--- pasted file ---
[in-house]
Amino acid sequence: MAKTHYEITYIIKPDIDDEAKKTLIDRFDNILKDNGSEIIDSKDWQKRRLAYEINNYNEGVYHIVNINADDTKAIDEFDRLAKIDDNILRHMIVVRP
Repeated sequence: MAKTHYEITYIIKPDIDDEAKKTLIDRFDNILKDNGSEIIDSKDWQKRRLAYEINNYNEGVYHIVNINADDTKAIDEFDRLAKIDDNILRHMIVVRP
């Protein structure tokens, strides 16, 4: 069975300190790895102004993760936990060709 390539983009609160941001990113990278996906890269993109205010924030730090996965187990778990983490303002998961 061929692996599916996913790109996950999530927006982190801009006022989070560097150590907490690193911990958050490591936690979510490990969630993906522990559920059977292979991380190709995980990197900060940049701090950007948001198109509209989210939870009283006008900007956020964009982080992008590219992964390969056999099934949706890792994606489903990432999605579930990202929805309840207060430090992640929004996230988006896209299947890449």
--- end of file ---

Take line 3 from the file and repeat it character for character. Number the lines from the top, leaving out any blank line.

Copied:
Repeated sequence: MAKTHYEITYIIKPDIDDEAKKTLIDRFDNILKDNGSEIIDSKDWQKRRLAYEINNYNEGVYHIVNINADDTKAIDEFDRLAKIDDNILRHMIVVRP